A recent report by Cornell University, INSEAD, and the World Intellectual Property Organisation, has ranked Ireland eighth in a list of the world’s most innovative economies. Ireland’s success in achieving a spot in the top 10 would suggest that Ireland’s economy is continuing to recover positively. This was reinforced by Simon Harris, Minister of State for International Financial Services, who stated that the result ‘speaks to this Government’s commitment to rebuild our reputation on the global stage’ and it is evidence of ‘our recovery into a sustainable economy.’
However, recent events cause one to question Minister Harris’ statement. Firstly, when one considers that Ireland’s most popular universities, UCD and Trinity, continue to drop in the world university rankings, it leads to the question of just how employable are the graduates of what is apparently a ‘sustainable economy’? As the quality of Irish universities seems to decline so does the appeal of Irish graduates. Ironically, this negative impact on the economy is a reflection of the cuts which third-level institutions in Ireland have experienced in an attempt to restore the economy.
This is emphasised even further by the fact that the Web Summit, one of Ireland’ largest annual events which attracted 22,000 people last year, 90 per cent of this made up by people from abroad, will no longer be hosted in Dublin. This is going to leave a massive gap to fill in the hospitality industry and also effect the Irish start-up ‘scene’. After 5 years the Web Summit has decided to move things to Lisbon, and their reasons for it? Founder and CEO Paddy Cosgrave stated ‘we know now what it takes to put on a global technology gathering and we know that if Web Summit is to grow further, we need to find it a new home. Our attendees expect the best.’ Ireland is no longer good enough.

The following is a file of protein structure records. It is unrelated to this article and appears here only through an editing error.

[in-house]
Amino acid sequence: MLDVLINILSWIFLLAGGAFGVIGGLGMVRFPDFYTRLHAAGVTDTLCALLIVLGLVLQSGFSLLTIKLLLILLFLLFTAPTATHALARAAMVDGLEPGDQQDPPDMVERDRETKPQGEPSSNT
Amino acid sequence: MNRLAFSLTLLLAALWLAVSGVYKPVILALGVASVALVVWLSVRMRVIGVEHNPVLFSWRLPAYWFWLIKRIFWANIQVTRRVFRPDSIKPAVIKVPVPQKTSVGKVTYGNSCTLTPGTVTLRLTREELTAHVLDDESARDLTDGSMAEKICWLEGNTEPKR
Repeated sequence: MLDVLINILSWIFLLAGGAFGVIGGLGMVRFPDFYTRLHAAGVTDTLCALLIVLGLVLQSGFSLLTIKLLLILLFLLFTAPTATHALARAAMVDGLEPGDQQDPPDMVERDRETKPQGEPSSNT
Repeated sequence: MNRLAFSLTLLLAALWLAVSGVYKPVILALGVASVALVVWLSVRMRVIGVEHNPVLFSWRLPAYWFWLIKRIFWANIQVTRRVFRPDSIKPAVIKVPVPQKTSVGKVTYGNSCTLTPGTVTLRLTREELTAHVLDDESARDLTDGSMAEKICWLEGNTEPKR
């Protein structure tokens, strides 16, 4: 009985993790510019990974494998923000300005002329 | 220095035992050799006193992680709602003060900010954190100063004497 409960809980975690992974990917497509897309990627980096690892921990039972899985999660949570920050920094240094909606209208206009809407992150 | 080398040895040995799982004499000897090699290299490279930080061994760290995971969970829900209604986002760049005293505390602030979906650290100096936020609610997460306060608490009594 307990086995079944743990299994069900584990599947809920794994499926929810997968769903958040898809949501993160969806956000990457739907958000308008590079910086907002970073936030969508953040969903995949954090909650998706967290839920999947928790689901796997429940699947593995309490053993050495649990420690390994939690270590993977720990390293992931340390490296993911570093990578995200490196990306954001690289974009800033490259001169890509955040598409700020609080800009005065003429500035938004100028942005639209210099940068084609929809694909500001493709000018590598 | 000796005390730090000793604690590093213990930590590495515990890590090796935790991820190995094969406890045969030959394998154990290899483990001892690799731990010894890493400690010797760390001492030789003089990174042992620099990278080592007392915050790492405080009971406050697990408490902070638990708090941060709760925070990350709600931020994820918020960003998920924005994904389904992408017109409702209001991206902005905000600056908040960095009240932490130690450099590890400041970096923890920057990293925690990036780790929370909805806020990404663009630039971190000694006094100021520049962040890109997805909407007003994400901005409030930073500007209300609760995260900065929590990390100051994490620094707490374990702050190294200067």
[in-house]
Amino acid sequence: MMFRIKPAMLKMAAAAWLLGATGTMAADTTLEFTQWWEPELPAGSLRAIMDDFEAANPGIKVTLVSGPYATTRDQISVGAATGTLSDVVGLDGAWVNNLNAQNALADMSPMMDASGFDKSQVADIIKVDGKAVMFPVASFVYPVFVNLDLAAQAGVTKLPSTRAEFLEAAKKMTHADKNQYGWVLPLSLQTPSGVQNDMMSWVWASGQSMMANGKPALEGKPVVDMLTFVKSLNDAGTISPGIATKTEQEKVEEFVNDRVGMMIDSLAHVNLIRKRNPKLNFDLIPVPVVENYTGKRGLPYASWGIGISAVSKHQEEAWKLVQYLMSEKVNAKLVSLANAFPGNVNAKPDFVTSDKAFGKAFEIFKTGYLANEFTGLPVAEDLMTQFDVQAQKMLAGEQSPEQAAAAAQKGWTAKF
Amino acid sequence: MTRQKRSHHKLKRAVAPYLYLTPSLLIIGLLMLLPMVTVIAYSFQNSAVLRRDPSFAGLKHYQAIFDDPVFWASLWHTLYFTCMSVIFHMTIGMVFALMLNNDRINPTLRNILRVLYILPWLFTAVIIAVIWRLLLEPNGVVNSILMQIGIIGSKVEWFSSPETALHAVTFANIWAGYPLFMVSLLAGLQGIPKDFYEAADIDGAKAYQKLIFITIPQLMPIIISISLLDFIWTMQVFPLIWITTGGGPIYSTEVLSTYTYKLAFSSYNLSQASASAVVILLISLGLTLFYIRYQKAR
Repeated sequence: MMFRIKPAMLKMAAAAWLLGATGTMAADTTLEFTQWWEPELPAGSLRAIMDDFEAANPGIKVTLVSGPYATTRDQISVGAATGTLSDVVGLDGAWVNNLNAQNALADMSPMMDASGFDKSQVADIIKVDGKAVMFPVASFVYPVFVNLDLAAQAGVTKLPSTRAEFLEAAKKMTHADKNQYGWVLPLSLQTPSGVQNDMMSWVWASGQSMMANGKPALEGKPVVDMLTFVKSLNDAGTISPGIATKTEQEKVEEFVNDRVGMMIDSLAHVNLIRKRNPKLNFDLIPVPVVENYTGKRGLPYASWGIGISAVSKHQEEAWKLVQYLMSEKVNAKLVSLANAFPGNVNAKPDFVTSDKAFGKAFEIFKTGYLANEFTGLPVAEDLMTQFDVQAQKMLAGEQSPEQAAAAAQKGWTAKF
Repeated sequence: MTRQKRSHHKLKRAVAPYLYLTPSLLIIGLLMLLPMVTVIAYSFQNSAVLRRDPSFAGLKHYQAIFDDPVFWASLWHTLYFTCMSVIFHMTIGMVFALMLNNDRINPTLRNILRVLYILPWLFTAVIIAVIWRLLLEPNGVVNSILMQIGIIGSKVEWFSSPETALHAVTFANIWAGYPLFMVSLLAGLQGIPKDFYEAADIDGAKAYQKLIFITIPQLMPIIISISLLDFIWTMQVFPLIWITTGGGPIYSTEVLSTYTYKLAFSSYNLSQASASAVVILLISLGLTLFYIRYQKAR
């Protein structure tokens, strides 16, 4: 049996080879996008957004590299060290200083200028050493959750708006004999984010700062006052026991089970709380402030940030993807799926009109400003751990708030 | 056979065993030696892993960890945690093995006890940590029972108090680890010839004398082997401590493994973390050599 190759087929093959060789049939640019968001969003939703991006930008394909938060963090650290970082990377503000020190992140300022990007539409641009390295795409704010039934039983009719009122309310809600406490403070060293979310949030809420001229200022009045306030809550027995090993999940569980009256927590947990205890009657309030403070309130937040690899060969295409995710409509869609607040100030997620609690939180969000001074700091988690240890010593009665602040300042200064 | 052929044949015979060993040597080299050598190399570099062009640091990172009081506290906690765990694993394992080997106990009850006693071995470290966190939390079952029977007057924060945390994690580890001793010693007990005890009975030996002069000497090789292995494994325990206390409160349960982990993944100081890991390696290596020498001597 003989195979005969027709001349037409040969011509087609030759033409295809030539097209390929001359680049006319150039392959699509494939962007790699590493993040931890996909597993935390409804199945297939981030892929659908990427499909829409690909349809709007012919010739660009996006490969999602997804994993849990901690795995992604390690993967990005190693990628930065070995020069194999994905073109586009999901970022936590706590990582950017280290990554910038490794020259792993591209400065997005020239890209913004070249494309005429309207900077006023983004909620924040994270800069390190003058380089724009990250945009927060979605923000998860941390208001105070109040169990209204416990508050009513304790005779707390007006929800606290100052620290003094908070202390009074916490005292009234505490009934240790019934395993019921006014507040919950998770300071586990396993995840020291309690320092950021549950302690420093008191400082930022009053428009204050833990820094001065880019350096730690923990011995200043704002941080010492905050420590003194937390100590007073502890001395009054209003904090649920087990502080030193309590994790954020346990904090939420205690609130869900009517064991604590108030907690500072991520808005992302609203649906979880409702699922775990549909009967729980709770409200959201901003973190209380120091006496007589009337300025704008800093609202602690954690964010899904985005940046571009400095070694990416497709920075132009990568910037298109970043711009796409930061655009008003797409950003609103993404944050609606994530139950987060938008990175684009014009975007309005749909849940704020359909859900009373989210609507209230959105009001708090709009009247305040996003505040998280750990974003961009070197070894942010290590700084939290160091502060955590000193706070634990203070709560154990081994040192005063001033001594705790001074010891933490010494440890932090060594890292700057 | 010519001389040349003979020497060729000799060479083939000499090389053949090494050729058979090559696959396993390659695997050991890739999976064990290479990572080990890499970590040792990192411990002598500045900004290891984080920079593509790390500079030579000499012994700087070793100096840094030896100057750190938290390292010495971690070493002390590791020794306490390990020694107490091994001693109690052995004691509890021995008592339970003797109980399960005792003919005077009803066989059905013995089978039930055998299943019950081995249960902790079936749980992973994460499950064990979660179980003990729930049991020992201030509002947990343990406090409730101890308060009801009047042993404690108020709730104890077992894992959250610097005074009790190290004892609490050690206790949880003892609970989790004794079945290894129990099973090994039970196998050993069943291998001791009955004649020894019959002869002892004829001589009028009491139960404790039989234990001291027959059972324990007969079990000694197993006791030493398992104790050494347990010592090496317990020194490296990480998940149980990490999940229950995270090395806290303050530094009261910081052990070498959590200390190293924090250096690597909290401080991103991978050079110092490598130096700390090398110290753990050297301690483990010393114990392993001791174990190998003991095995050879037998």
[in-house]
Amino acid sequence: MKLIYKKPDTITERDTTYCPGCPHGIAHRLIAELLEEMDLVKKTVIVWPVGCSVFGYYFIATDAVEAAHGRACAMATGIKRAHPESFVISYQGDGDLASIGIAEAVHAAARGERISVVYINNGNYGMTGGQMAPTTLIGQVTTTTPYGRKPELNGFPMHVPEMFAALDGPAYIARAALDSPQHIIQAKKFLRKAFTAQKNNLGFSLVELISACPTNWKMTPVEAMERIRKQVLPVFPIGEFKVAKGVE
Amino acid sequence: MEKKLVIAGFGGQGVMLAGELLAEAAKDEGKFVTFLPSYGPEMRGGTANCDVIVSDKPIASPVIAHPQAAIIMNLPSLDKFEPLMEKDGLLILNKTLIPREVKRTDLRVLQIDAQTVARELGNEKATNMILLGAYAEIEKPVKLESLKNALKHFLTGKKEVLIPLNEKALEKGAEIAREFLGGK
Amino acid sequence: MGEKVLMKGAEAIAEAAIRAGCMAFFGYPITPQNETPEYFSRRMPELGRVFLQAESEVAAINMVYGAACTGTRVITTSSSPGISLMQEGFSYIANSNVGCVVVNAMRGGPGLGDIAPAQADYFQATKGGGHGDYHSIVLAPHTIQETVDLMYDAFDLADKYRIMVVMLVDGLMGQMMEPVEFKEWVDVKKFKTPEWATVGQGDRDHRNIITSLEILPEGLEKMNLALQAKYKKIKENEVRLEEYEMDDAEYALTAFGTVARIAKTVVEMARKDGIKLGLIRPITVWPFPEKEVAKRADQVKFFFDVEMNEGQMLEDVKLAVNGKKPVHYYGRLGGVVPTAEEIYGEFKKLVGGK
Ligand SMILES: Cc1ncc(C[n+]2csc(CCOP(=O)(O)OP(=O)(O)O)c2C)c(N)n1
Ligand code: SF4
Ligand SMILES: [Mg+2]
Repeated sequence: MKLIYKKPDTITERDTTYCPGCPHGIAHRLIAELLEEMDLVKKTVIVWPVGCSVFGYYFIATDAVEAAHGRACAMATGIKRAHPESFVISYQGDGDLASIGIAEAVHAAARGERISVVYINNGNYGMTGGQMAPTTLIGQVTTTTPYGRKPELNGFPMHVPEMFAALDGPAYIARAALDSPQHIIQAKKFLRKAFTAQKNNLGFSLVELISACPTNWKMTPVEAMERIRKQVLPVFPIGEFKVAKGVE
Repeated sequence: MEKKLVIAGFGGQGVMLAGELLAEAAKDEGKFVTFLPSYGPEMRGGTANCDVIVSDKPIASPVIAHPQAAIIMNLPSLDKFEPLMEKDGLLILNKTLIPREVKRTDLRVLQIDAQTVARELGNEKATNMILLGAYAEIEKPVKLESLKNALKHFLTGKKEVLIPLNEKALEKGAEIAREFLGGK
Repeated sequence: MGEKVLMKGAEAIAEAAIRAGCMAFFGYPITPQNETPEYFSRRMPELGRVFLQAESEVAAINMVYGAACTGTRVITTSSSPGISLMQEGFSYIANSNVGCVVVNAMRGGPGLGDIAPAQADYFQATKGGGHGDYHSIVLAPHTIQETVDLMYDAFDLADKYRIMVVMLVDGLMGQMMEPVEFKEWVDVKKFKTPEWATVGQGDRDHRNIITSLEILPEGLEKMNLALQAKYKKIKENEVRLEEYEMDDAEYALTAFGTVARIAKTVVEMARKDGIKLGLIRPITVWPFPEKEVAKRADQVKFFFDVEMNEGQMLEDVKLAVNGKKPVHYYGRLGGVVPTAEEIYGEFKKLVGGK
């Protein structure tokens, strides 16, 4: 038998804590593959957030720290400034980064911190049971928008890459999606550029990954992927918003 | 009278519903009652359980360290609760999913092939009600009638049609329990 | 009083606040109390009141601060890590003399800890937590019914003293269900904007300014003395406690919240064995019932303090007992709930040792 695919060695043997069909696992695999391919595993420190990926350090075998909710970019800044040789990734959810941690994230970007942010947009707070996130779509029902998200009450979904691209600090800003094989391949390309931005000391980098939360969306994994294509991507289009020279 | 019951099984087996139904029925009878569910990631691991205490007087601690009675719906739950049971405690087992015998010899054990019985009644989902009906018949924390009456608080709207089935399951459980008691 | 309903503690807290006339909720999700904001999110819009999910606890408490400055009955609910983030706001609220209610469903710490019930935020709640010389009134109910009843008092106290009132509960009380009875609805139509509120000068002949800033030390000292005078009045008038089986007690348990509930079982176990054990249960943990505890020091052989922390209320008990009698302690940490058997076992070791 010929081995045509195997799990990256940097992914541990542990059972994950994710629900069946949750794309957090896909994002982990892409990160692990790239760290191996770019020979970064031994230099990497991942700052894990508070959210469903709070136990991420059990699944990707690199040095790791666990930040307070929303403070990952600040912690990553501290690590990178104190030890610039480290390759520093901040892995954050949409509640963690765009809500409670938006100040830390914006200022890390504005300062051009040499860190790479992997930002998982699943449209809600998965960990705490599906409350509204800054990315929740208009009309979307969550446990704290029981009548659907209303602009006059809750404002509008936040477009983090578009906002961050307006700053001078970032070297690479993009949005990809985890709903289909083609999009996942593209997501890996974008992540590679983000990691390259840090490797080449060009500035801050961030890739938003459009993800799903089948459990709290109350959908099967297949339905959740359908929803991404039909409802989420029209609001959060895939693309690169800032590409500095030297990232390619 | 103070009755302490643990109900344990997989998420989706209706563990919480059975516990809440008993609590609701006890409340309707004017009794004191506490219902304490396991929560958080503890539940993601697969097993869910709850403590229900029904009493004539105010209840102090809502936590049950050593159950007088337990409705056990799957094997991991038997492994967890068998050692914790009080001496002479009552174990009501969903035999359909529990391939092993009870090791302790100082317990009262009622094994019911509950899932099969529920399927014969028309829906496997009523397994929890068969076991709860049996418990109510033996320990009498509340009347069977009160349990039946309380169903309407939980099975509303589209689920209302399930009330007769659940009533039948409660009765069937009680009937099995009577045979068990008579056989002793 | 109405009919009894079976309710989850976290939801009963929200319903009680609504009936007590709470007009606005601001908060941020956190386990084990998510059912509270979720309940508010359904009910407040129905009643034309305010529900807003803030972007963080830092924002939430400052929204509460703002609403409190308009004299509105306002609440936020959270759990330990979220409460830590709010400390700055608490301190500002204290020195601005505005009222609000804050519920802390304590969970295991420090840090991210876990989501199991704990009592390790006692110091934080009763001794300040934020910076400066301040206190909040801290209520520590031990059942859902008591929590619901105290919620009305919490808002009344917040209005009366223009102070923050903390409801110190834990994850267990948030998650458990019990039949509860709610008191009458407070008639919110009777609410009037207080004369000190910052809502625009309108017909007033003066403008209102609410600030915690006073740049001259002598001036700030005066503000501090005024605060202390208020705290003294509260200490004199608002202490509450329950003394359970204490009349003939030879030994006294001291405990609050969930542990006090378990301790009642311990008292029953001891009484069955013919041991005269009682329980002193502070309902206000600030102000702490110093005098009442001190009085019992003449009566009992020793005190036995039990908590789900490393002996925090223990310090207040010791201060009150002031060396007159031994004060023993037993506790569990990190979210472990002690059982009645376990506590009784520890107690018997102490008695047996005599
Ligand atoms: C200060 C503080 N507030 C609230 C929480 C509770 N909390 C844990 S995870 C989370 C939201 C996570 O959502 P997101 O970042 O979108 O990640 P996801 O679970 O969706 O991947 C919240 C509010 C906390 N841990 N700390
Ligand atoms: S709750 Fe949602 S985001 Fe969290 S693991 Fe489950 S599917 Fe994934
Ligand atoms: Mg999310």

These events could represent significant blows to Ireland’s economy in terms of an employable graduate workforce and Ireland’s ability to act as an international host. They act as broader and more honest indicators of Ireland’s economic recovery, but with a can-do attitude like Minister Harris’ and the eighth spot in the world’s most innovative economies, surely we’ll be able to pull it out of the bag.
Words by Kate Weedy